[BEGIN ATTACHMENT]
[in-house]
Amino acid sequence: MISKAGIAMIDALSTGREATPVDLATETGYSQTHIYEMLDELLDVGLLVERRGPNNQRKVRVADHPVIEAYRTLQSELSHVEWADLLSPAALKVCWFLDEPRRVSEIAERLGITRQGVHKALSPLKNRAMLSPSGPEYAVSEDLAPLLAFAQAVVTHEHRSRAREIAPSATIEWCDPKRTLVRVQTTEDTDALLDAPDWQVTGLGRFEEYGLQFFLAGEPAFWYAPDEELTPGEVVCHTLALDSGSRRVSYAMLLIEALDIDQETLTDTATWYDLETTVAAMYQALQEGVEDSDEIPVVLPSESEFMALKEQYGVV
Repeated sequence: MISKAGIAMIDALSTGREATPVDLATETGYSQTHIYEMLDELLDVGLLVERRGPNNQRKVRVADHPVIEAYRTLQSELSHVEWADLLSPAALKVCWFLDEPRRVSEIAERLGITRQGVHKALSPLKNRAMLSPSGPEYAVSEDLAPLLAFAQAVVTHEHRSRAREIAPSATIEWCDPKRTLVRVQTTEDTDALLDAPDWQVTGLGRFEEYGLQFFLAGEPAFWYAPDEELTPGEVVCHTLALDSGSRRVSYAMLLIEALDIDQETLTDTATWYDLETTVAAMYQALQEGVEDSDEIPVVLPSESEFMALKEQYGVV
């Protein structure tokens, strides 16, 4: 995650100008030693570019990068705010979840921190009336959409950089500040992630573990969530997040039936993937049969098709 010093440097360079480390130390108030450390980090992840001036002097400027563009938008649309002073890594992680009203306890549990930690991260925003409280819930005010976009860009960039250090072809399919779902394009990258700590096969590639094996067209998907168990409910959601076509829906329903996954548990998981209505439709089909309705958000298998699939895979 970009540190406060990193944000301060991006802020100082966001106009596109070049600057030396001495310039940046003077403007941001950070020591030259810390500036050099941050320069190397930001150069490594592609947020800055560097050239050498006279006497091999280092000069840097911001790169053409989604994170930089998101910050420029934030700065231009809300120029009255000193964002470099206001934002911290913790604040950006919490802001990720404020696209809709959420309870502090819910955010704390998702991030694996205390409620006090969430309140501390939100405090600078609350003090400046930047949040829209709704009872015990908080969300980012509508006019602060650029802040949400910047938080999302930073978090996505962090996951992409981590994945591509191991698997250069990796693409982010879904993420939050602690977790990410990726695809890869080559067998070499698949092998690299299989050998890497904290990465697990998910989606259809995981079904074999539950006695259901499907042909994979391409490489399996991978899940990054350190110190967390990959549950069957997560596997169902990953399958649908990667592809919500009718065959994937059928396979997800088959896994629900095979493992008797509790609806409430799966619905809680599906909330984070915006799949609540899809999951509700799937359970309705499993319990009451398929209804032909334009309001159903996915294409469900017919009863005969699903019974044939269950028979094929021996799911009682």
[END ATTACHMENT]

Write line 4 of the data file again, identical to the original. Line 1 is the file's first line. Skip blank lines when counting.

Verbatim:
């Protein structure tokens, strides 16, 4: 995650100008030693570019990068705010979840921190009336959409950089500040992630573990969530997040039936993937049969098709 010093440097360079480390130390108030450390980090992840001036002097400027563009938008649309002073890594992680009203306890549990930690991260925003409280819930005010976009860009960039250090072809399919779902394009990258700590096969590639094996067209998907168990409910959601076509829906329903996954548990998981209505439709089909309705958000298998699939895979 970009540190406060990193944000301060991006802020100082966001106009596109070049600057030396001495310039940046003077403007941001950070020591030259810390500036050099941050320069190397930001150069490594592609947020800055560097050239050498006279006497091999280092000069840097911001790169053409989604994170930089998101910050420029934030700065231009809300120029009255000193964002470099206001934002911290913790604040950006919490802001990720404020696209809709959420309870502090819910955010704390998702991030694996205390409620006090969430309140501390939100405090600078609350003090400046930047949040829209709704009872015990908080969300980012509508006019602060650029802040949400910047938080999302930073978090996505962090996951992409981590994945591509191991698997250069990796693409982010879904993420939050602690977790990410990726695809890869080559067998070499698949092998690299299989050998890497904290990465697990998910989606259809995981079904074999539950006695259901499907042909994979391409490489399996991978899940990054350190110190967390990959549950069957997560596997169902990953399958649908990667592809919500009718065959994937059928396979997800088959896994629900095979493992008797509790609806409430799966619905809680599906909330984070915006799949609540899809999951509700799937359970309705499993319990009451398929209804032909334009309001159903996915294409469900017919009863005969699903019974044939269950028979094929021996799911009682």